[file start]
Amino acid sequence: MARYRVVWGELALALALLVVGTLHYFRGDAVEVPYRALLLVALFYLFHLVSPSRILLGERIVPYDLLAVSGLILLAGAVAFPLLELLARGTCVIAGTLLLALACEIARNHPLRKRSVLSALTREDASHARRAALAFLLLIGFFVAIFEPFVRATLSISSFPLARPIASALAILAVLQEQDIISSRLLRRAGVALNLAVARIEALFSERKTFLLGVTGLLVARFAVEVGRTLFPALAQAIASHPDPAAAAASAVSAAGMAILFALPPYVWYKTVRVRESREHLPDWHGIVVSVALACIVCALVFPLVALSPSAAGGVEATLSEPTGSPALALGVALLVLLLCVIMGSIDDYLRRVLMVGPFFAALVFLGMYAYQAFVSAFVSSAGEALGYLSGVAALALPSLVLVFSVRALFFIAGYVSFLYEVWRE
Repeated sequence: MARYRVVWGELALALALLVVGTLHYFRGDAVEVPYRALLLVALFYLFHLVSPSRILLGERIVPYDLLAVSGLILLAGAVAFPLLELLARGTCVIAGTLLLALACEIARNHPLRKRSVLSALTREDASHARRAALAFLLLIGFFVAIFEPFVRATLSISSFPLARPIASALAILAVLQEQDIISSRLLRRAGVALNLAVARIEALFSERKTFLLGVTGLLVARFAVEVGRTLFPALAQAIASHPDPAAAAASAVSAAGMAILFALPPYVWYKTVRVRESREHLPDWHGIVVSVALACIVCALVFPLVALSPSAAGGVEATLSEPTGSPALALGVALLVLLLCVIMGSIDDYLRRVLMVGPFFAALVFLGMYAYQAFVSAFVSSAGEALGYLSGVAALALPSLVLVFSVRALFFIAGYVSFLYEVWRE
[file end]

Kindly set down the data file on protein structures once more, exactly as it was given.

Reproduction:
Amino acid sequence: MARYRVVWGELALALALLVVGTLHYFRGDAVEVPYRALLLVALFYLFHLVSPSRILLGERIVPYDLLAVSGLILLAGAVAFPLLELLARGTCVIAGTLLLALACEIARNHPLRKRSVLSALTREDASHARRAALAFLLLIGFFVAIFEPFVRATLSISSFPLARPIASALAILAVLQEQDIISSRLLRRAGVALNLAVARIEALFSERKTFLLGVTGLLVARFAVEVGRTLFPALAQAIASHPDPAAAAASAVSAAGMAILFALPPYVWYKTVRVRESREHLPDWHGIVVSVALACIVCALVFPLVALSPSAAGGVEATLSEPTGSPALALGVALLVLLLCVIMGSIDDYLRRVLMVGPFFAALVFLGMYAYQAFVSAFVSSAGEALGYLSGVAALALPSLVLVFSVRALFFIAGYVSFLYEVWRE
Repeated sequence: MARYRVVWGELALALALLVVGTLHYFRGDAVEVPYRALLLVALFYLFHLVSPSRILLGERIVPYDLLAVSGLILLAGAVAFPLLELLARGTCVIAGTLLLALACEIARNHPLRKRSVLSALTREDASHARRAALAFLLLIGFFVAIFEPFVRATLSISSFPLARPIASALAILAVLQEQDIISSRLLRRAGVALNLAVARIEALFSERKTFLLGVTGLLVARFAVEVGRTLFPALAQAIASHPDPAAAAASAVSAAGMAILFALPPYVWYKTVRVRESREHLPDWHGIVVSVALACIVCALVFPLVALSPSAAGGVEATLSEPTGSPALALGVALLVLLLCVIMGSIDDYLRRVLMVGPFFAALVFLGMYAYQAFVSAFVSSAGEALGYLSGVAALALPSLVLVFSVRALFFIAGYVSFLYEVWRE